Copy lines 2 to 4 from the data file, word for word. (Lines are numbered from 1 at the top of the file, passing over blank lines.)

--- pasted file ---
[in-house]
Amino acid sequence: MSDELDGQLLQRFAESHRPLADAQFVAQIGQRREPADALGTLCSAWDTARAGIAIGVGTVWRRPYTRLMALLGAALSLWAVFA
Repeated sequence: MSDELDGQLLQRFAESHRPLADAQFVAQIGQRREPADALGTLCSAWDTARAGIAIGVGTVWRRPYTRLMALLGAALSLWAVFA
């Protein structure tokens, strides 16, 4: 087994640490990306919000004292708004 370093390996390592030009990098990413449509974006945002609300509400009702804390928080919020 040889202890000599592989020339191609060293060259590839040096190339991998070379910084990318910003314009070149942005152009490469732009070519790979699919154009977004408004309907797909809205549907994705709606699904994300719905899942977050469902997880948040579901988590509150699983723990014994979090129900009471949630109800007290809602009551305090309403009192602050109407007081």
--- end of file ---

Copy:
Amino acid sequence: MSDELDGQLLQRFAESHRPLADAQFVAQIGQRREPADALGTLCSAWDTARAGIAIGVGTVWRRPYTRLMALLGAALSLWAVFA
Repeated sequence: MSDELDGQLLQRFAESHRPLADAQFVAQIGQRREPADALGTLCSAWDTARAGIAIGVGTVWRRPYTRLMALLGAALSLWAVFA
């Protein structure tokens, strides 16, 4: 087994640490990306919000004292708004 370093390996390592030009990098990413449509974006945002609300509400009702804390928080919020 040889202890000599592989020339191609060293060259590839040096190339991998070379910084990318910003314009070149942005152009490469732009070519790979699919154009977004408004309907797909809205549907994705709606699904994300719905899942977050469902997880948040579901988590509150699983723990014994979090129900009471949630109800007290809602009551305090309403009192602050109407007081």